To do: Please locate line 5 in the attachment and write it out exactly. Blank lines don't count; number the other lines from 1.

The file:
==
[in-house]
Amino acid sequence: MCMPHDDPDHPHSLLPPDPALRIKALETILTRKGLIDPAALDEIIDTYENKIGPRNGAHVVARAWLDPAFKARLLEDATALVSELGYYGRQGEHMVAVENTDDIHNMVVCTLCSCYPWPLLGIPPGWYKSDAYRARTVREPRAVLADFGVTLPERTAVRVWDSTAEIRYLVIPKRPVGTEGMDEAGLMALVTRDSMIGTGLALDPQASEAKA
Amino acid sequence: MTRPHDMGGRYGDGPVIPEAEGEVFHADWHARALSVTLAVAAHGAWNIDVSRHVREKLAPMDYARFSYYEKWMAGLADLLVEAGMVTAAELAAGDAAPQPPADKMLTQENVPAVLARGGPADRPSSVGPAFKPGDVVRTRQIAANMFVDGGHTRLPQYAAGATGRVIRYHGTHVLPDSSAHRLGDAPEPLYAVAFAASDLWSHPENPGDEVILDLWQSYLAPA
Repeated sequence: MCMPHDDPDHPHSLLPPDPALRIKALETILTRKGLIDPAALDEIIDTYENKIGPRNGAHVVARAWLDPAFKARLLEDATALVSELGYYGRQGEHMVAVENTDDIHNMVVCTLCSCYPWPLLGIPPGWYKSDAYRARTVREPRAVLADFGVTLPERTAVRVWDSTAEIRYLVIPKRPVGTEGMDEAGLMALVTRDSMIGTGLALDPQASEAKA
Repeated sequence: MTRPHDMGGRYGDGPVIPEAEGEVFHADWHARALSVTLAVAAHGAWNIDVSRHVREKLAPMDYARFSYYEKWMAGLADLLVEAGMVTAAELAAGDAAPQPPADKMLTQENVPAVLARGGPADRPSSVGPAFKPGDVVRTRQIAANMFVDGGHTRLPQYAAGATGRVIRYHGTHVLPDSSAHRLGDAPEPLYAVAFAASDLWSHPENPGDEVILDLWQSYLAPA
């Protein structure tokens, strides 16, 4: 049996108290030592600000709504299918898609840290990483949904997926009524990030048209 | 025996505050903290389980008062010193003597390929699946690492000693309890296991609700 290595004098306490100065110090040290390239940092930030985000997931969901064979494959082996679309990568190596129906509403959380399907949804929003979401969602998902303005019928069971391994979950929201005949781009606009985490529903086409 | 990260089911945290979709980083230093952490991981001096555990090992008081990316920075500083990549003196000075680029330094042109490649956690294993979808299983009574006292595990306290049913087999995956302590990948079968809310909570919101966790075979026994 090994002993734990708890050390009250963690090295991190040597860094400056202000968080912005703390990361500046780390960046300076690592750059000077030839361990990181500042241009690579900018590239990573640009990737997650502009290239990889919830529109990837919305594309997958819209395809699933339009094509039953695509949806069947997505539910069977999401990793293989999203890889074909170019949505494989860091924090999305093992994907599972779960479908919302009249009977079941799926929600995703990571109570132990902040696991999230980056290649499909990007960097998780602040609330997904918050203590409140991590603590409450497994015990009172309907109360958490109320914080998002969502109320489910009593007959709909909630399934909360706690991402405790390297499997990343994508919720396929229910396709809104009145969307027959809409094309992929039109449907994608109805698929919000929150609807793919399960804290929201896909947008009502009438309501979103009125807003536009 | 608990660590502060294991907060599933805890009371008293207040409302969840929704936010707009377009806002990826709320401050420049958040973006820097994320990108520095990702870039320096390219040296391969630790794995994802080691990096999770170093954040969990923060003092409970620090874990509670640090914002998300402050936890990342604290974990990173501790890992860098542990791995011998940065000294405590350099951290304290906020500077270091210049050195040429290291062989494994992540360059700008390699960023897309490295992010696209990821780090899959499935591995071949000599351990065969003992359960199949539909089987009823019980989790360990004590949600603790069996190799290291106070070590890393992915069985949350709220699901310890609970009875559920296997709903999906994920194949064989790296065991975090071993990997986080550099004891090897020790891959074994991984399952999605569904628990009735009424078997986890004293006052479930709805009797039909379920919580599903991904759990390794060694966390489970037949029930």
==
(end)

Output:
Repeated sequence: MTRPHDMGGRYGDGPVIPEAEGEVFHADWHARALSVTLAVAAHGAWNIDVSRHVREKLAPMDYARFSYYEKWMAGLADLLVEAGMVTAAELAAGDAAPQPPADKMLTQENVPAVLARGGPADRPSSVGPAFKPGDVVRTRQIAANMFVDGGHTRLPQYAAGATGRVIRYHGTHVLPDSSAHRLGDAPEPLYAVAFAASDLWSHPENPGDEVILDLWQSYLAPA